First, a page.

chores were done. In the little cave which held a few books, a dipper, and a birch-bark basket for berries, Emily kept a sketching block and a box of pencils, and often amused herself by trying to catch some of the lovely scenes before her. These efforts usually ended in a humbler attempt, and a good study of an oak-tree, a bit of rock, or a clump of ferns was the result. This evening the sunset was so beautiful she could not draw, and remembering that somewhere in Becky's scrap-book there was a fine description of such an hour by some poet, she pulled out the shabby old volume, and began to turn over the leaves.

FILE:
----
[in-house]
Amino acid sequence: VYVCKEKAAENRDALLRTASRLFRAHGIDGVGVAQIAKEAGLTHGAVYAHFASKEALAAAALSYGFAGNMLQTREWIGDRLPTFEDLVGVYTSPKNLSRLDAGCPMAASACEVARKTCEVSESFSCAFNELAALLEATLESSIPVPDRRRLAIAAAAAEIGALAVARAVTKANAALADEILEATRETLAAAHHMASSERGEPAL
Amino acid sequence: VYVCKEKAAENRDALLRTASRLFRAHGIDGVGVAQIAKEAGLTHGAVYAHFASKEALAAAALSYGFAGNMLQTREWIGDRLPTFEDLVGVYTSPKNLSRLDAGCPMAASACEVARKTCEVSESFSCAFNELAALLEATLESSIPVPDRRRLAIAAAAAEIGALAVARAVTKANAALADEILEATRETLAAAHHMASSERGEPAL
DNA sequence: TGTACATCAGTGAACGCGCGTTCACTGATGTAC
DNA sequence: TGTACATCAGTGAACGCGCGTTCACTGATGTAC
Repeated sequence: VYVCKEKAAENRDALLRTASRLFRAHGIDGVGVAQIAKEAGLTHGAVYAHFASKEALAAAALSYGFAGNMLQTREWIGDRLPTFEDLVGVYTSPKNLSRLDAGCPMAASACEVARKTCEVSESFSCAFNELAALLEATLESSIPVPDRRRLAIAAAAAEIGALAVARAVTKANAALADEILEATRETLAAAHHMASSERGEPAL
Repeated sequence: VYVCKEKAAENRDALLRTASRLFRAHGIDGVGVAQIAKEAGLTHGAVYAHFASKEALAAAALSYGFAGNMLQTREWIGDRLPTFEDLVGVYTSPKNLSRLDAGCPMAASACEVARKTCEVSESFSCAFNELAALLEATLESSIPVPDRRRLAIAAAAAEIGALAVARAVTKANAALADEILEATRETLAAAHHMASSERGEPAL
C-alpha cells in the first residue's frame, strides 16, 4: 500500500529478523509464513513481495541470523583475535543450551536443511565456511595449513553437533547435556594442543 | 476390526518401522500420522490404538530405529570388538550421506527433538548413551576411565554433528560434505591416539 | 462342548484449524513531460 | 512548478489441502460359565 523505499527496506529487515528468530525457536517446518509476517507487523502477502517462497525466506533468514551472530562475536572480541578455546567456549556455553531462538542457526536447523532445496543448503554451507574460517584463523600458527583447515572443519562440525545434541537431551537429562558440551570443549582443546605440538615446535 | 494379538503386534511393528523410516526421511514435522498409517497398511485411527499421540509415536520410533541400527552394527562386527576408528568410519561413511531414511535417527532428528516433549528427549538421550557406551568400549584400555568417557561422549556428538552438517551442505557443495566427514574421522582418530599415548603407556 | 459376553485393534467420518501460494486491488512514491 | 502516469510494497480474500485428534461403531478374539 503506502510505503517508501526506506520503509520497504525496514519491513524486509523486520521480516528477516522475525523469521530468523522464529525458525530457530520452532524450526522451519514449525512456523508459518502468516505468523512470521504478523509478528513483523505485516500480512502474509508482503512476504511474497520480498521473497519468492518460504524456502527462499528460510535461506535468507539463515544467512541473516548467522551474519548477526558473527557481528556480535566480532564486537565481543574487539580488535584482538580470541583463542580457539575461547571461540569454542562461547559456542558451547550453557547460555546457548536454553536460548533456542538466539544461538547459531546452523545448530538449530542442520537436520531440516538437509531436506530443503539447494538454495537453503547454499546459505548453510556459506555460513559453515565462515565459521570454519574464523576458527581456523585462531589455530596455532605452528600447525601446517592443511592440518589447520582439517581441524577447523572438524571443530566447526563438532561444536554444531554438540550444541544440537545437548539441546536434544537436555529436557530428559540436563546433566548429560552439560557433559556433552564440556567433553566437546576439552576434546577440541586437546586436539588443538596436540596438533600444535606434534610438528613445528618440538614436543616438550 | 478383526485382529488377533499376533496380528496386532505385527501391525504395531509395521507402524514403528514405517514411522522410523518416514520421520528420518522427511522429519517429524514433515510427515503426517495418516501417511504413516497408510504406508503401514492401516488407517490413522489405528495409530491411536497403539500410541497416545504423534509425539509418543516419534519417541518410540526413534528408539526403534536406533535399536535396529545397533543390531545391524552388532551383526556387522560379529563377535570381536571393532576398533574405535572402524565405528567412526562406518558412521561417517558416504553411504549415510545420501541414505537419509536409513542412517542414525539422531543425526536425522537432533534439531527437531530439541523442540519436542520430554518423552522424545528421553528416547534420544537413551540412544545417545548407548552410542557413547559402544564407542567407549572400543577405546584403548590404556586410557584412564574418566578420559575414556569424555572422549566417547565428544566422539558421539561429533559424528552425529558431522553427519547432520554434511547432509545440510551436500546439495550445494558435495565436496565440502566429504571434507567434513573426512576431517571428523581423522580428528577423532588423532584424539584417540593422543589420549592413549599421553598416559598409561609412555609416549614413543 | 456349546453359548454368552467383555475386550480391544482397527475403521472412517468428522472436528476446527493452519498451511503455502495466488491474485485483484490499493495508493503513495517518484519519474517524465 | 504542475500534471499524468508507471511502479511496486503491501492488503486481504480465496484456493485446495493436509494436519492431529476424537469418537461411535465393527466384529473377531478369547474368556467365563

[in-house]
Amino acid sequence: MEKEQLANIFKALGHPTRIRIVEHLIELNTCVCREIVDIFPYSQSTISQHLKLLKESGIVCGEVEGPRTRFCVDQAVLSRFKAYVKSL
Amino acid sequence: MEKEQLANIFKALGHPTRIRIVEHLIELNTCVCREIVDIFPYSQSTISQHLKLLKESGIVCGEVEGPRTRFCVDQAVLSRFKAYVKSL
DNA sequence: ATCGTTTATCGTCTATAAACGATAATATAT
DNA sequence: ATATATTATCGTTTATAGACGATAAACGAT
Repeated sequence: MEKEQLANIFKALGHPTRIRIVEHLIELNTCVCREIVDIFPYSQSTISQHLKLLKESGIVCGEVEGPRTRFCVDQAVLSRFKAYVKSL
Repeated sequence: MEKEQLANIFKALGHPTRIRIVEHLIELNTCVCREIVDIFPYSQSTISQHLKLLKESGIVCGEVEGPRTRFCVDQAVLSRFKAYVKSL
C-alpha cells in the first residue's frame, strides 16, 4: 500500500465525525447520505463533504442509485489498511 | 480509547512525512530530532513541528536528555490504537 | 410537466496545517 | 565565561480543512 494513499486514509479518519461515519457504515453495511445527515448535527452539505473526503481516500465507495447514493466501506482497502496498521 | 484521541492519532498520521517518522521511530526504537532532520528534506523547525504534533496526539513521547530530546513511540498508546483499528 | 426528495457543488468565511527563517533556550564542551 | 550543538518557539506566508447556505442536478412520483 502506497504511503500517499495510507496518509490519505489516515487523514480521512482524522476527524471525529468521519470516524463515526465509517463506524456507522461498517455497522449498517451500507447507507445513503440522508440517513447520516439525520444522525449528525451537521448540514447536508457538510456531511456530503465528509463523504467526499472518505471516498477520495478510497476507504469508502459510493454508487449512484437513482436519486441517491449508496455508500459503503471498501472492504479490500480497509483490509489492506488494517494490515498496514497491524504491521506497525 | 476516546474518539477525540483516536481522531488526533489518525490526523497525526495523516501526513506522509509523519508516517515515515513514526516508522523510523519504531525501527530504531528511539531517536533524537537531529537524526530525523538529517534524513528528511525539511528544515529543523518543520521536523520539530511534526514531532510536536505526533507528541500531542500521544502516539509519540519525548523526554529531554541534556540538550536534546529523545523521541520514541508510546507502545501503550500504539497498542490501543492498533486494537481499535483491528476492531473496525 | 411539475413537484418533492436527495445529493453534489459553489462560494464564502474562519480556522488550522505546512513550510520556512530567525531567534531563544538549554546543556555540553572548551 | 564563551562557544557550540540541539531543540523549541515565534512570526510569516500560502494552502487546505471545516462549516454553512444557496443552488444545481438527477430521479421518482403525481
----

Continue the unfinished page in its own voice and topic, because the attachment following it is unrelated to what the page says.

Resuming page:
She had never cared to look at it but once, having read all the best of its contents in more attractive volumes, so Becky kept it tucked away in the farther corner of her rustic closet, and evidently thought it a safe place to conceal a certain little secret which Emily now discovered. As she turned the stiff pages filled with all sorts of verses, good, bad, and indifferent, a sheet of paper appeared on which was scribbled these lines in school-girl handwriting:—
My bonnie flower, with truest joy
Thy welcome face I see,
The world grows brighter to my eyes,
And summer comes with thee.
My solitude now finds a friend,
And after each hard day,
I in my mountain garden walk,
To rest, or sing, or pray.